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RODDICK058
11-17-2009, 07:31 PM
What are the basic components of a kicker.

SuperDuy
11-17-2009, 07:37 PM
Brushing balll bottom left side, toss abit closer to you than your flat serve. Accelerate the racquet as you swing. while u toss tilt hips towards court to get the explode into ball then brush up.

Slazenger07
11-18-2009, 07:07 AM
Stand at the baseline facing the net, throw your toss so that if you let it land it would land on the baseline right in front of you. Once you release the toss, make a "T" with your arms and precede to scratch your back with the racquet, focusing on getting a deep elbow bend. Then using wrist action and an eastern backhand grip, snap up the back of the ball, exaggerate your pronation and follow through across your body, tucking your hitting arm under your arm pit with your palm facing up.

Following through across your body will help you get side spin on the serve that will make it appear to break in one direction after it bounces.

LeeD
11-18-2009, 07:18 AM
My take...
Topspin the ball HIGHER over the net, higher than 4' over the net. The swing has to be slightly upwards to hit a ball that goes 12' or so at it's peak, since your strikezone is around 9'. That high arc makes for high bounce, your goal.
Kicks normally bounce straight up or normal path like slices.
TWISTS arc sideways thru the air normally, but after bouncing, go the opposite direction.

Slazenger07
11-18-2009, 08:28 AM
My take...
Topspin the ball HIGHER over the net, higher than 4' over the net. The swing has to be slightly upwards to hit a ball that goes 12' or so at it's peak, since your strikezone is around 9'. That high arc makes for high bounce, your goal.
Kicks normally bounce straight up or normal path like slices.
TWISTS arc sideways thru the air normally, but after bouncing, go the opposite direction.

So thats the difference between twist and kick serves I always thought they were the same thing. The serve I described above is the twist serve.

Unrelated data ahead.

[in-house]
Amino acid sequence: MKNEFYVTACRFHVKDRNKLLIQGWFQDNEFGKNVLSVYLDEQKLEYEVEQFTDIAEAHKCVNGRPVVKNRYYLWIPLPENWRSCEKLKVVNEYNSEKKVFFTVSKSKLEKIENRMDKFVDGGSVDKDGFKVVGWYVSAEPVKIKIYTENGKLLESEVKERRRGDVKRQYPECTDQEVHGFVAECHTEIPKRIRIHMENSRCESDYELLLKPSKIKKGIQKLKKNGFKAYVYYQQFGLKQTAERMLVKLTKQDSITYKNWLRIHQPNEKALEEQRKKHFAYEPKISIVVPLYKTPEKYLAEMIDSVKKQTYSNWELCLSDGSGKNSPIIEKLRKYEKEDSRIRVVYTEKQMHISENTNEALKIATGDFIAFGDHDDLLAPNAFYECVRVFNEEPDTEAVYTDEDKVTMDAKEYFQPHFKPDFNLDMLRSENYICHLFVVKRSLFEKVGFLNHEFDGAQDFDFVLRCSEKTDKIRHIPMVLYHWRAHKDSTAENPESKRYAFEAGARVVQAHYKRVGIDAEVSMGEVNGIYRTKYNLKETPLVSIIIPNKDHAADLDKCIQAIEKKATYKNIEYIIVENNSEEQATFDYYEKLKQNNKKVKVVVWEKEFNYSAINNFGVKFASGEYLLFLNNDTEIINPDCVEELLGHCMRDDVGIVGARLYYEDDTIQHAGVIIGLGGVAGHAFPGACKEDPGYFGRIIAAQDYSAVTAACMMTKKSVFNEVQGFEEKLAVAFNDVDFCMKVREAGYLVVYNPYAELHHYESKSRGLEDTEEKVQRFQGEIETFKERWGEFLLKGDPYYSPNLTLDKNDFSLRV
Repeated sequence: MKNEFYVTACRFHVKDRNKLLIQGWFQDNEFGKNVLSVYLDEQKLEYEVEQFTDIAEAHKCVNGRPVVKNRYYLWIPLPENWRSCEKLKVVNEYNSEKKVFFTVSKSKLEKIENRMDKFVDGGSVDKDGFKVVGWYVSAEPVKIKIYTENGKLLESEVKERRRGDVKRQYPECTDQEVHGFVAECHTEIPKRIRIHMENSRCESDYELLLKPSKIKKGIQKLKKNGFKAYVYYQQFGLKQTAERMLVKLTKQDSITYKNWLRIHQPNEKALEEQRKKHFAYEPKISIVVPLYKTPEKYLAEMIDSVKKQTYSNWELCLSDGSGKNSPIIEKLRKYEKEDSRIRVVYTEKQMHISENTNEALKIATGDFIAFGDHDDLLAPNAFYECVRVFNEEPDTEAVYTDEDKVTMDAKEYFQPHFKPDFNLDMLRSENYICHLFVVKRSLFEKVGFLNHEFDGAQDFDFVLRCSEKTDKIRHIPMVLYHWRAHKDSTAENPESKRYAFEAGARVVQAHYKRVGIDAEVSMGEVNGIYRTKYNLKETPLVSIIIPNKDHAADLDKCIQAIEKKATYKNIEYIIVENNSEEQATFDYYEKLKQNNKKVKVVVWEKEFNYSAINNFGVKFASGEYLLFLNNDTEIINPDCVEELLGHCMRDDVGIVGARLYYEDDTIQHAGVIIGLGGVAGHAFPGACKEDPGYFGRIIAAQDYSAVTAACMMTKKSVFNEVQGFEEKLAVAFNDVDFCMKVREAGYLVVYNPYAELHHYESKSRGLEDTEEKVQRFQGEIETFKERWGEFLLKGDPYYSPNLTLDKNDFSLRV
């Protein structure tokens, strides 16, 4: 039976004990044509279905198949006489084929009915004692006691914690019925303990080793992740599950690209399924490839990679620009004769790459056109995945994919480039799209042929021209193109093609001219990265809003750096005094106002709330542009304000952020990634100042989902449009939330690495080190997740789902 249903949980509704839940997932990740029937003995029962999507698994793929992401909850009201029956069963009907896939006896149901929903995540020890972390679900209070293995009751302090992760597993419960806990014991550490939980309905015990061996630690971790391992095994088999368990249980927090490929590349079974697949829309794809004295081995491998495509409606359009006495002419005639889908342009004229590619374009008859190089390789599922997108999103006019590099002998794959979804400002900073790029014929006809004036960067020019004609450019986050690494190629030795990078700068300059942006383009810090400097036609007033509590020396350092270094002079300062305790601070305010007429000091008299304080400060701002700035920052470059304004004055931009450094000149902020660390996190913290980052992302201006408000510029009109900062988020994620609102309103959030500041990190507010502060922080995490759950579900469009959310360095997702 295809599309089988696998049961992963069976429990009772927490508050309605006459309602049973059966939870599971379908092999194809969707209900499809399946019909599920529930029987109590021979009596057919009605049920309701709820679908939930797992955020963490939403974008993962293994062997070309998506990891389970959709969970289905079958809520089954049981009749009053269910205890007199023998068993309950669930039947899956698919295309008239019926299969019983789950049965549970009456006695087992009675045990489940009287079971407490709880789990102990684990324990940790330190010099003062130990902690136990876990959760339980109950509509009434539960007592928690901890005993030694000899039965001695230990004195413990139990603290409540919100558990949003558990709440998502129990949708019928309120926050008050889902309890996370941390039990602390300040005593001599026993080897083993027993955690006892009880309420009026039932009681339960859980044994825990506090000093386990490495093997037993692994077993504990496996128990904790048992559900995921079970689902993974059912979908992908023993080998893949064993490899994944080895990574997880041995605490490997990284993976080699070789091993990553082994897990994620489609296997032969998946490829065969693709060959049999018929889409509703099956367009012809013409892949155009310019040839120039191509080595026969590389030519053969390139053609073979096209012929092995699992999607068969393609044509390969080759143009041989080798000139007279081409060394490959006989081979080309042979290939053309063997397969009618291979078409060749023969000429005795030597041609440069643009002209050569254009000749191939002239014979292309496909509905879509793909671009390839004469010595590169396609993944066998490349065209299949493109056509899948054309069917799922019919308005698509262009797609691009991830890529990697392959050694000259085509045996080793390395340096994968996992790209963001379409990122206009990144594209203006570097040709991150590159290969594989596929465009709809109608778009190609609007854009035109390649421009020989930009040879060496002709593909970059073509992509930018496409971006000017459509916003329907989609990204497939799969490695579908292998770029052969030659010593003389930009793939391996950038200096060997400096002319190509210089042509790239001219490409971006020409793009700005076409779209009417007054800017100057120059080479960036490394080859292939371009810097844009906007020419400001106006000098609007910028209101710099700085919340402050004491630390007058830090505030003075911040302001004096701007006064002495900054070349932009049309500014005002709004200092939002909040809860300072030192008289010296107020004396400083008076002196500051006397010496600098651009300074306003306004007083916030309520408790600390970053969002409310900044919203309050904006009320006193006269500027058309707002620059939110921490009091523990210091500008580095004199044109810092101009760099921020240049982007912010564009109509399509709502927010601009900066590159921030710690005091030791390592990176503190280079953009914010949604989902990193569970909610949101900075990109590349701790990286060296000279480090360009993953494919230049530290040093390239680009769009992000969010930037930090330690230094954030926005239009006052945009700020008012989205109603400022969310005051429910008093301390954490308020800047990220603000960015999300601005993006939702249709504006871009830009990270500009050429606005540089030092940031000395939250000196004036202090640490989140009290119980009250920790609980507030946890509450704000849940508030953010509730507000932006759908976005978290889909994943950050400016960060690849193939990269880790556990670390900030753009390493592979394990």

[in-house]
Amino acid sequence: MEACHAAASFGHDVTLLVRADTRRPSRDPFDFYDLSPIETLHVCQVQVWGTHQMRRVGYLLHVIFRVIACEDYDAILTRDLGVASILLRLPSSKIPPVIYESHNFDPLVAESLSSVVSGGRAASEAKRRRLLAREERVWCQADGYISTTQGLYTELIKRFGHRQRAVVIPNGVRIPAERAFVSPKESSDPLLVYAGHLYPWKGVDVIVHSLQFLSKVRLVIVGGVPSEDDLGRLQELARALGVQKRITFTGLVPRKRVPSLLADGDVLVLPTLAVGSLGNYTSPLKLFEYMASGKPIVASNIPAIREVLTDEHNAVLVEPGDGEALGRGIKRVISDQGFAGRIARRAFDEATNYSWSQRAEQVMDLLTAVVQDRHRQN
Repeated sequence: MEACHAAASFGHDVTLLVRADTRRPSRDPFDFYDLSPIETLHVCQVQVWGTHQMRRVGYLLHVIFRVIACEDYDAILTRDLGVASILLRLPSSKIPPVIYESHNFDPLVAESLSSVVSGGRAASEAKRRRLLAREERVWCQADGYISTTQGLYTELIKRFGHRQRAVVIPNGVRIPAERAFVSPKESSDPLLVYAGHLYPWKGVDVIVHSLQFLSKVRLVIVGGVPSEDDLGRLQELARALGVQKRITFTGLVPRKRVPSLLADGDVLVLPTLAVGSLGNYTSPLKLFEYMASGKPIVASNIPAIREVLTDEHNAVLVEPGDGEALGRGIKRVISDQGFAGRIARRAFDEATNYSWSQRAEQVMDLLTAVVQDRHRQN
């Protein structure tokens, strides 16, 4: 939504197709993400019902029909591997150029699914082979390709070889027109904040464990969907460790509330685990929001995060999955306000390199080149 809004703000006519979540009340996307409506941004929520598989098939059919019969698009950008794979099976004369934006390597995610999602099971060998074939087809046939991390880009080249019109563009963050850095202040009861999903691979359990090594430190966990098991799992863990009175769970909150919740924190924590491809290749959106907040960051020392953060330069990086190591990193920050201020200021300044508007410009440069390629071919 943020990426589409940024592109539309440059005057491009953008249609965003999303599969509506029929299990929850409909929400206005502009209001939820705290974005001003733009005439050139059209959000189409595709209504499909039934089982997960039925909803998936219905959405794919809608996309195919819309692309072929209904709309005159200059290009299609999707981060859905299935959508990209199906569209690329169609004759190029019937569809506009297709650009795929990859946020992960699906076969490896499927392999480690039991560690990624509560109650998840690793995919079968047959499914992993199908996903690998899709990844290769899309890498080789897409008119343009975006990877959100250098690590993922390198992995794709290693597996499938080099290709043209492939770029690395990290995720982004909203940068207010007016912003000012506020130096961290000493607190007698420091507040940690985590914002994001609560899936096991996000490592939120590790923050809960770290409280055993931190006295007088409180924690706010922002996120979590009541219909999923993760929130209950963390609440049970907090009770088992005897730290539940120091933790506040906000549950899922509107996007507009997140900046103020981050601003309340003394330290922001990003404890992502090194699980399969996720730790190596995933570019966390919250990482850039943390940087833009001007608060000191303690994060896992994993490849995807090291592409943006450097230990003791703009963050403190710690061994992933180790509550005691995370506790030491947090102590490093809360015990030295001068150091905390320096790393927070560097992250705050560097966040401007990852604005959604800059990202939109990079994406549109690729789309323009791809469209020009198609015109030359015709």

LeeD
11-18-2009, 08:33 AM
For me, the twist is more advanced, and can go wrong easier under pressure, and when tired.
The basic topspin second serve, usually hit with a bit of slice, is the most consistent and easiest to hit under pressure, either mental or physical. It should be the basic second serve, with other's added as experience amounts.
The good thing about the topspin/slice serve is that it can be placed pretty well, be hit faster or slower, deeper or shorter (for wide angles), with all it's variety and variants.
Now add the kicker and twists, some flats, and you have a complete service repetoire. Go out and practice.

Slazenger07
11-18-2009, 08:54 AM
I agree that of all the spin serves, the twist is the toughest to get down, once you get it though its a safe serve because of the topspin you put on it, and its very unpredictable bounce makes it tough for returners to get a good cut at it. The end result is a reliable, nasty, second serve.

Dont forget to work on the slice serve though, I think a good slice serve is the toughest to return and it makes a very good first serve.

LeeD
11-18-2009, 09:01 AM
Maybe I'm average height and strength (for ball speed), but basically, everyone I play against can return my hard or slower sliced serves, while top players just crush it into the corners of my court.
Maybe if I sliced one out of 8 or so, it won't come back like a rocketship on steroids....
For now, I'll abandon the slice serve, which is actually the first consistent serve I learned.
I can place it well enough, problem is the lower height, around waist high, which everyone seems to enjoy pounding the fuzz out of the ball...:oops:
Flats that high I have to meter out judiciously.
Topspins generally top of chest to shoulder.
Twist about shoulder to top of head, unless I''m playing midgets or giants.

SuperDuy
11-18-2009, 01:21 PM
^ Then ZPTennis's kick serve over your head.

LeeD
11-18-2009, 02:23 PM
Talking MY kick serves. I'm 5'11" and shrinking.
Once of my friends played #1 for CalPoly a few years ago, like maybe 5, and he's 6'5" or taller. He can kick it pretty high.